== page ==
The book "Cracking the Coding Interview" helps you to survive the famous 'technical interview'. Major tech companies like Google, Amazon etc. use these types of interviews to figure out if you can program.
The book covers every common topic that may come up in an interview. It even has a short introduction why these topics are important and how to approach questions from that topic.
Even with the book your chances are slim of passing the interview. Most of the questions are university preparation questions for the most broadest subjects in the field of computer science. The questions focus on theoretical stuff and low-level programming skills. - The questions do not prove anything and are silly - but these are questions that an HR person can ask you that have a specific answer also if they are not relevant in your day to day work.
The book prepares you for this:
The HR person will look for four things:
- Analytical Skills
- Coding Skills
- Technical Knowledge
- Culture Fit / Communication
"Prior experience" - is not needed, you put that already on your CV.
The entire process is riddled with tons of mistakes and false negatives - because the process does not figure out if you can actually do the job. However the few people that survive the process - are probably candidates you can position anywhere in your large corporation.
Whiteboards are used to focus on 'what is really important' - translation: it is easier and quicker to set up an whiteboard than an actual IDE. Get ready to get maybe judged for making minor typos even though 'the interviewer does not care' - subconsciously he is judging you.
Before the Interview
Get the right experience
- Try to take classes with big programming projects
- Internships: Try to get some work experience
- Build something in your spare time (=> Github)
Write a great resume
Keep your resume to 1-2 pages, HR People spend very little time reading it. But it needs to be perfect so they don't throw it out due to small things.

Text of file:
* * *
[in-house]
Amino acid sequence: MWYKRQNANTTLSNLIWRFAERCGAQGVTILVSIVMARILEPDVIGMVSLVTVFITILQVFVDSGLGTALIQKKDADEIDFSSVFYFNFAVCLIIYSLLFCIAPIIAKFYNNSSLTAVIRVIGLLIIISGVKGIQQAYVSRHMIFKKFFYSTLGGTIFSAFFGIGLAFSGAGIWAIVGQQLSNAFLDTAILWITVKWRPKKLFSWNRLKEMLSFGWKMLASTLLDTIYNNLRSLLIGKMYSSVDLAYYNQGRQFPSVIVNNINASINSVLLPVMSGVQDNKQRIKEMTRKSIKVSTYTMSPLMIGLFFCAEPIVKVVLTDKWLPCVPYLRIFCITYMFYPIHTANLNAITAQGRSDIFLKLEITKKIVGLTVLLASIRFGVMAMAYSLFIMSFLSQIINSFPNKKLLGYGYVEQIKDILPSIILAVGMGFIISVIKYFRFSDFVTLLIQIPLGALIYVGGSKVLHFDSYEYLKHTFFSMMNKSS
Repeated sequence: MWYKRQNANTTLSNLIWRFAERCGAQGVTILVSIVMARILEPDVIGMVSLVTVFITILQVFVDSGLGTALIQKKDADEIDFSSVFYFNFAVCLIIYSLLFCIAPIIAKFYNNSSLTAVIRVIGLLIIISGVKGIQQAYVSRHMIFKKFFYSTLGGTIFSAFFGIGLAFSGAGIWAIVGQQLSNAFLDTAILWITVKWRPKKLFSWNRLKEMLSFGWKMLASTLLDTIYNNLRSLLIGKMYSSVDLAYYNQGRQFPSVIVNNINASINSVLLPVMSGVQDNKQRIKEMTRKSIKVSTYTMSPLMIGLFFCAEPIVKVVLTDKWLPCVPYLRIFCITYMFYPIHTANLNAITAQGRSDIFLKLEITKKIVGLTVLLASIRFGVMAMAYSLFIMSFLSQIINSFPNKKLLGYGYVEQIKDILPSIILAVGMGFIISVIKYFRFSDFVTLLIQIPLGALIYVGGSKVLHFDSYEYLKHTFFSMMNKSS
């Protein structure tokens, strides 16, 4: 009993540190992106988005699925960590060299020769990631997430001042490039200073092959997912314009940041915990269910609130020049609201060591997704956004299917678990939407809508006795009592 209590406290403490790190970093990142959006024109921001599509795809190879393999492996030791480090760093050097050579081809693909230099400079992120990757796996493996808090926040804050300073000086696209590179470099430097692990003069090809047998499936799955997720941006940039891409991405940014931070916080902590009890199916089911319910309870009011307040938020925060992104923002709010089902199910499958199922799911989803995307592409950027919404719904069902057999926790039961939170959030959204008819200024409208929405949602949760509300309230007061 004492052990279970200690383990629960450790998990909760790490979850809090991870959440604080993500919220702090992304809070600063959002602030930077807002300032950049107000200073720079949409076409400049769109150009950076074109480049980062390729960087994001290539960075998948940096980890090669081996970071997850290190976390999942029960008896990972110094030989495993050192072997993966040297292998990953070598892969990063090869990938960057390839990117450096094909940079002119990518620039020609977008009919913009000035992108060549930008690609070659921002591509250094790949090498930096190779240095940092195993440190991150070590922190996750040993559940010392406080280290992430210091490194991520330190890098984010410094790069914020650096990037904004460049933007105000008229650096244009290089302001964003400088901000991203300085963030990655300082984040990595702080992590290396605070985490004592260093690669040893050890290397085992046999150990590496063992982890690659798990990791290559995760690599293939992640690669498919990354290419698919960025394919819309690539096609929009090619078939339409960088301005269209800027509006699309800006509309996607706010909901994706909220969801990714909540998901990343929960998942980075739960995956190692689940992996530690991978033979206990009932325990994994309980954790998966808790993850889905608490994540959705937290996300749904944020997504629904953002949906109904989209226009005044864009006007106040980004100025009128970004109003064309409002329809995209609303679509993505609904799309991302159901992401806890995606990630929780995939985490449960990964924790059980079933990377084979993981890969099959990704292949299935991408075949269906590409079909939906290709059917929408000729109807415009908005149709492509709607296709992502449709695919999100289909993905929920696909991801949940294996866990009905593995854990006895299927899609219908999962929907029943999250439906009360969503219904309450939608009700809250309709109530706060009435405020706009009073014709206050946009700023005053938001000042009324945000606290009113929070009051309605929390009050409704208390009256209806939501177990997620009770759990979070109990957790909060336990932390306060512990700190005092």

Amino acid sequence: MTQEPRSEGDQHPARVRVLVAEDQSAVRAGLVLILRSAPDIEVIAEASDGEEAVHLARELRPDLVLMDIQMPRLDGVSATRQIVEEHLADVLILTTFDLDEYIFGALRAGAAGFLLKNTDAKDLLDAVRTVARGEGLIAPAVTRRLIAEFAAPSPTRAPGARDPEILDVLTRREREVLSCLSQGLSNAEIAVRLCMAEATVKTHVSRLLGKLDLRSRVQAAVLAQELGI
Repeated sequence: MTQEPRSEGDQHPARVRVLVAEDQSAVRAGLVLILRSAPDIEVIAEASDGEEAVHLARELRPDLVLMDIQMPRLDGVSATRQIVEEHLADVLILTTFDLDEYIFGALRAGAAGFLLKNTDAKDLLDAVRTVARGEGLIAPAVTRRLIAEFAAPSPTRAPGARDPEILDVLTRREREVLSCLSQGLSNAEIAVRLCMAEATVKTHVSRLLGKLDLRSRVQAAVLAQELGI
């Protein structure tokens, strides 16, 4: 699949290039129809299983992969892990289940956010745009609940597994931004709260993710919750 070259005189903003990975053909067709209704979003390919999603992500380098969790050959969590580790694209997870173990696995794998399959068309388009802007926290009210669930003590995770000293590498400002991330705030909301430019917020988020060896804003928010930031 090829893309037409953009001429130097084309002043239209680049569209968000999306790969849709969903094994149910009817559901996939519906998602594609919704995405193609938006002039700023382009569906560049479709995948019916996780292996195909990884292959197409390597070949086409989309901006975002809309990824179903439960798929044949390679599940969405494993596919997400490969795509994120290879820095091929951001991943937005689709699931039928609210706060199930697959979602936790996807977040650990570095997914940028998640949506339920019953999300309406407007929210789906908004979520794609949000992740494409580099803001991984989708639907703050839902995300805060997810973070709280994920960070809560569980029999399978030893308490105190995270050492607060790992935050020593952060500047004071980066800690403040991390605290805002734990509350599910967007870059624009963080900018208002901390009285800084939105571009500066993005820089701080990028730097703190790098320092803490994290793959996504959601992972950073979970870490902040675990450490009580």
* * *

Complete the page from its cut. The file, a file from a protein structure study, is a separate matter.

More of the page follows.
Write strong bullet points
Use the formula: "Accomplished X by implementing Y which led to Z"
<iframe width="560" height="315" src="https://www.youtube.com/embed/zrXZBkYzuZo" frameborder="0" allow="autoplay; encrypted-media" allowfullscreen ></iframe>
Leave out stuff
You apply for a programming job, you probably know how to use Office etc. be conservative which programs you list Same is true for all programming languages, list those that are relevant and are widely used.
Be aware of the stigmas associated with languages. Some languages like Visual Basic even while they are used and even if you know the language on an expert level it seen as that you have less experience than when you list a language like Java/Python etc.
Certifications - Usually a waste of paper and most people do not see it as relevant. (in the field of computer science)
Prepare your past projects ask yourself for each project
- What where the Challenges?
- What went wrong?
- What did you enjoy?
- Who lead the project? Did you lead the project?
- How did you resolve conflicts?
- What would you do differently?
During this phase of the interview try to create a dialog about how your new employer deals with certain issues. You need to interview the company if the company would fit to you or not.
Focus on you not your project, however you still need to show that you can work well with others.
When you are talking about your past projects you should use the SAR principle
Ensure that during your stories you can show
And of course sprinkle in shows how you succeeded.
You need to get the book for all the questions, but about 90% of the book are questions on various topics with well written answers.
The book is useful when you are applying for big US-Tech companies. However for German-Tech companies the advice in the book does not apply as they do not use the 'technical-interview' in the hiring process. (It produces too many false negatives and developers are rare)
It only helps you if you are attempting to pass the "technical-interview" and you need about 1 year of training prior to your actual interview to pass the interview. Basically the 'technical-interview' is a skill only needed to get into a couple of companies.
If that is not your goal your time is much better spent contributing to open source and creating your own projects as you will learn more 'day-to-day'-skills.
Despite all of that it is a very interesting overview of questions you may encounter in an interview.
Get the book at Amazon